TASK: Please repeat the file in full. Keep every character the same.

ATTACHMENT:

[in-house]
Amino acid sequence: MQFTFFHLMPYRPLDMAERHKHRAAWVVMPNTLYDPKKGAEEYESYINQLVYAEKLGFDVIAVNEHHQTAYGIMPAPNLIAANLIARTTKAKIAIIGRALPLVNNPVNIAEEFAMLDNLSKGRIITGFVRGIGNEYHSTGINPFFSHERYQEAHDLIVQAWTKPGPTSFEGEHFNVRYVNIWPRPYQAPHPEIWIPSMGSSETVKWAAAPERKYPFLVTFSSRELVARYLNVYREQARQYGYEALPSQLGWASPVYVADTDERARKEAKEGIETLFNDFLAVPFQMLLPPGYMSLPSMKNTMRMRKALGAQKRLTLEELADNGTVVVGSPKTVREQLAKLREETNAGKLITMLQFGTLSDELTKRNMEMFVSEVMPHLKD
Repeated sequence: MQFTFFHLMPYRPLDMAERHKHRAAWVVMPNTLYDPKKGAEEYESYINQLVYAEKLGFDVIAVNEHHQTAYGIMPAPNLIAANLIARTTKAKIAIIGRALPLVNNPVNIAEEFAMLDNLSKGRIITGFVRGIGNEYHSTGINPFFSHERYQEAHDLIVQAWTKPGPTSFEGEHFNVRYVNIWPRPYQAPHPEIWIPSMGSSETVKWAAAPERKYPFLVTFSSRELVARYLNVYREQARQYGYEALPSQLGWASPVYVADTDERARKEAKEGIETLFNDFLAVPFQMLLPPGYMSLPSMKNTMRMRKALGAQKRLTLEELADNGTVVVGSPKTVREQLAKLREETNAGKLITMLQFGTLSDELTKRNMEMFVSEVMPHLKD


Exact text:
[in-house]
Amino acid sequence: MQFTFFHLMPYRPLDMAERHKHRAAWVVMPNTLYDPKKGAEEYESYINQLVYAEKLGFDVIAVNEHHQTAYGIMPAPNLIAANLIARTTKAKIAIIGRALPLVNNPVNIAEEFAMLDNLSKGRIITGFVRGIGNEYHSTGINPFFSHERYQEAHDLIVQAWTKPGPTSFEGEHFNVRYVNIWPRPYQAPHPEIWIPSMGSSETVKWAAAPERKYPFLVTFSSRELVARYLNVYREQARQYGYEALPSQLGWASPVYVADTDERARKEAKEGIETLFNDFLAVPFQMLLPPGYMSLPSMKNTMRMRKALGAQKRLTLEELADNGTVVVGSPKTVREQLAKLREETNAGKLITMLQFGTLSDELTKRNMEMFVSEVMPHLKD
Repeated sequence: MQFTFFHLMPYRPLDMAERHKHRAAWVVMPNTLYDPKKGAEEYESYINQLVYAEKLGFDVIAVNEHHQTAYGIMPAPNLIAANLIARTTKAKIAIIGRALPLVNNPVNIAEEFAMLDNLSKGRIITGFVRGIGNEYHSTGINPFFSHERYQEAHDLIVQAWTKPGPTSFEGEHFNVRYVNIWPRPYQAPHPEIWIPSMGSSETVKWAAAPERKYPFLVTFSSRELVARYLNVYREQARQYGYEALPSQLGWASPVYVADTDERARKEAKEGIETLFNDFLAVPFQMLLPPGYMSLPSMKNTMRMRKALGAQKRLTLEELADNGTVVVGSPKTVREQLAKLREETNAGKLITMLQFGTLSDELTKRNMEMFVSEVMPHLKD